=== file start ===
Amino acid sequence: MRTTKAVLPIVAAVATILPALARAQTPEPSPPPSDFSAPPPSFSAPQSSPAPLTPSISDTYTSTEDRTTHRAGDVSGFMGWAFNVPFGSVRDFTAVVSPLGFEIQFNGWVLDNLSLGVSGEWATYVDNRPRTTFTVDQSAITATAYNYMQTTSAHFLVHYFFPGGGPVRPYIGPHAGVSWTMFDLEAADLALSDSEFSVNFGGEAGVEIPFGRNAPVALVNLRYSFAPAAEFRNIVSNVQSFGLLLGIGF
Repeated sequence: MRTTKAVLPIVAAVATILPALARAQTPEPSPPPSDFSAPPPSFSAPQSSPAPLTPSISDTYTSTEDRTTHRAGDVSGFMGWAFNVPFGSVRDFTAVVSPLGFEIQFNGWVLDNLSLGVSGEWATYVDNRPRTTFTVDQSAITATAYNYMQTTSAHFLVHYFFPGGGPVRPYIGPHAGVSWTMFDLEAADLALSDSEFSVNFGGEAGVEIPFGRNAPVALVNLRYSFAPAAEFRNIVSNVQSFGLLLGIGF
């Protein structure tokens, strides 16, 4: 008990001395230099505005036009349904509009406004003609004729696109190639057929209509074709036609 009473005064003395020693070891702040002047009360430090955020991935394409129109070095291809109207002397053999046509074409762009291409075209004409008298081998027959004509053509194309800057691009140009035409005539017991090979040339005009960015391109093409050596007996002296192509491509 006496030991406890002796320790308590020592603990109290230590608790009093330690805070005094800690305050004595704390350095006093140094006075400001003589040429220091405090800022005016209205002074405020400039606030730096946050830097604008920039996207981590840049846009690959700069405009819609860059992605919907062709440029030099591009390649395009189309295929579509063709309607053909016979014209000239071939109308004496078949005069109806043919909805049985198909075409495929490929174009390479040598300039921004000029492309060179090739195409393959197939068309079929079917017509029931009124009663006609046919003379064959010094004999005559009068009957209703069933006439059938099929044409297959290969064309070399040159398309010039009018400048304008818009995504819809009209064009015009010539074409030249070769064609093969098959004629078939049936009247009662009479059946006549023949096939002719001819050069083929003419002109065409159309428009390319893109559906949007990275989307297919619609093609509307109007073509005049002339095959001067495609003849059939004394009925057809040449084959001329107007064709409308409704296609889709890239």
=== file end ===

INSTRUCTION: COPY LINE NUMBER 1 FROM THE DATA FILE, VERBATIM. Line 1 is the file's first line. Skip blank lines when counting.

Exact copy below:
Amino acid sequence: MRTTKAVLPIVAAVATILPALARAQTPEPSPPPSDFSAPPPSFSAPQSSPAPLTPSISDTYTSTEDRTTHRAGDVSGFMGWAFNVPFGSVRDFTAVVSPLGFEIQFNGWVLDNLSLGVSGEWATYVDNRPRTTFTVDQSAITATAYNYMQTTSAHFLVHYFFPGGGPVRPYIGPHAGVSWTMFDLEAADLALSDSEFSVNFGGEAGVEIPFGRNAPVALVNLRYSFAPAAEFRNIVSNVQSFGLLLGIGF